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Making Windows PowerShell your own

Admins can further customize PowerShell's capabilities by extending the use of filters, profiles and more. Here you'll find some basic techniques to keep in your back pocket.

Previously we looked at some of the different ways one can extend Windows PowerShell. Now we'll learn some basic for actually using these methods.

You may notice that I've skipped creating snap-ins here, as that requires developer skills. Also, we will cover modules and advanced functions in detail in a future article.


Functions are one of the elementary building blocks of Windows PowerShell, and they can vary in complexity from a single line to full-blown modules. Still, the basic format and components remain the same.

The most basic syntax is:
function < name> { < code> }

The standard format contains four basic constructs, which are Param and three script-blocks or clauses -- Begin, Process and End.

  • Param -- Defines parameters for the function. If not provided, the function will use groups the parameters passed to the function in a variable called $args.
  • Begin (script-block) -- Begin is used for function setup. This code is only called the first time a function is initialized.
  • Process (script-block) -- Process is used in a pipeline and is processed for every item in the pipeline. You reference the current item using "$_".
  • End (script-block) -- End is ... well, the end. Just like Begin, it is only processed once, but instead of during initialization it is processed right before the code is completed. It is also the default block, which means if you do not specify any code blocks it implies that all the code is the end block.

Example of syntax:
Function < name>

     # Script Blocks


Note: Notice the {} on the end of each script block. The code is placed in between. For example: Process { Write-Host "Processing element $_" }

For more details try Get-Help about_functions.


I almost didn't want to mention these, but I decided it would be a disservice to the reader not to. Filters are not used very often in Windows PowerShell and are really not needed. This is just like a function but all the code is run as "Process".

Again, for more details try Get-Help about_functions.


A script in its simplest form is one or more Windows PowerShell commands saved in a .ps1 file. There is the famous "Hello World" example in PowerShell, which is very much like a batch file except it can support the same constructs as a function. In actuality, you can simply remove the function  {} from a function and save it in a file to have a script:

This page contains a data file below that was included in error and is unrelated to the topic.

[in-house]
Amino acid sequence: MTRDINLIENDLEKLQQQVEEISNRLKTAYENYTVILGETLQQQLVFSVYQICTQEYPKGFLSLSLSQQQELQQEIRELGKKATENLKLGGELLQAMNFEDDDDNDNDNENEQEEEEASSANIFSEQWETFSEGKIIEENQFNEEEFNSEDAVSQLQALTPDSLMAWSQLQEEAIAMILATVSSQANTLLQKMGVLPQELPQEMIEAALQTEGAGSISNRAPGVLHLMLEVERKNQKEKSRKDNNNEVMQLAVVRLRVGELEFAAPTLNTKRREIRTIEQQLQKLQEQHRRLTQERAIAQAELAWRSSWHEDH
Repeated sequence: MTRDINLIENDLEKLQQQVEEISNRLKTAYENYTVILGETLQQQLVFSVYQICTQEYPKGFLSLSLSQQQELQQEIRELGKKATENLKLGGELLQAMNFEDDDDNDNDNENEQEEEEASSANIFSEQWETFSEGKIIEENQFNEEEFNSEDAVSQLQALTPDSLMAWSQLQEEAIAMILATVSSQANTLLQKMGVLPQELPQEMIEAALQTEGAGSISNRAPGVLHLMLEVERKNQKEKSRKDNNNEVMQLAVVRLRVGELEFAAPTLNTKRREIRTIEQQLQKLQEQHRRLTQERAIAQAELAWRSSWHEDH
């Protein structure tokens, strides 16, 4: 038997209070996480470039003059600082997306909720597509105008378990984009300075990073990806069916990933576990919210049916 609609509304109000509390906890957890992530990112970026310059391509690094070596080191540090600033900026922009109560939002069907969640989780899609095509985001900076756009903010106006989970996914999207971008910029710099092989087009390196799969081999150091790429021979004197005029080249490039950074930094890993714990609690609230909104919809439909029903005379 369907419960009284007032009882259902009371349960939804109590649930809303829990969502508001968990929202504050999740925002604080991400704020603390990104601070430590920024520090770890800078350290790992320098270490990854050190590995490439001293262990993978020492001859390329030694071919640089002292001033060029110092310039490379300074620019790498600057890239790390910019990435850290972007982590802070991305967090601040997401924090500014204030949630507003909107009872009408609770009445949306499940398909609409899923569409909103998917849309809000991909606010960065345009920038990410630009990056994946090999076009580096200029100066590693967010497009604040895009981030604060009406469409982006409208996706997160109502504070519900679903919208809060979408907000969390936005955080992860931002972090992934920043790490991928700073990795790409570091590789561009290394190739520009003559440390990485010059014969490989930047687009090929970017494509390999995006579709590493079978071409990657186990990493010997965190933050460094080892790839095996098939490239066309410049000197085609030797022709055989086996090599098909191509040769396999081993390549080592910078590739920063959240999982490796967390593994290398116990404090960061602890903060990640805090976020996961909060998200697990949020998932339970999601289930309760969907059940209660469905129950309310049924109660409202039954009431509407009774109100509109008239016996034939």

Begin{"Initializing Script with Parameter $Name"}
Process{" You just passed $_ to me"}
End{" Jobs done… lets cleanup"}

For more details, try Get-Help about_scripts.


A profile is basically just a Windows PowerShell script that is processed every time PowerShell is started. This is similar to autoexec.bat from back in the old days. We've covered profiles in Windows PowerShell before, so I won't rehash it again here. I will let you in on a little known fact though: PowerShell has a built-in variable with all the profile locations wrapped up nicely for you. This can be used to create and edit your profile:

  • $Profile -- This is the built-in variable that contains information about profile location. It contains four useful properties discussed below.
  • $Profile.AllUsersAllHosts -- Contains the location of the All Users profile (Global) for all PowerShell hosts.
  • $Profile.AllUsersCurrentHost -- Contains the location of the All Users profile (Global) for the current PowerShell host.
  • $Profile.CurrentUserAllHosts -- Contains the location of the Current User profile for all PowerShell hosts.
  • $Profile.CurrentUserCurrentHost -- Contains the location of the Current User profile for the current PowerShell host.

To wrap up, these are just a few ways you can customize and extend Windows PowerShell for your own use. By using functions, scripts, and creating a custom profile, you can start down the road to nirvana when it comes to an automation environment.

Missed a column? Check out our Scripting School archive.

Brandon Shell has been in the IT industry since 1994. He started out as a PC tech and general fix-it guy for numerous companies. In 2007, he joined the PowerShell MVP ranks, and Shell has spent the past several years building his PowerShell knowledge and helping others build theirs.

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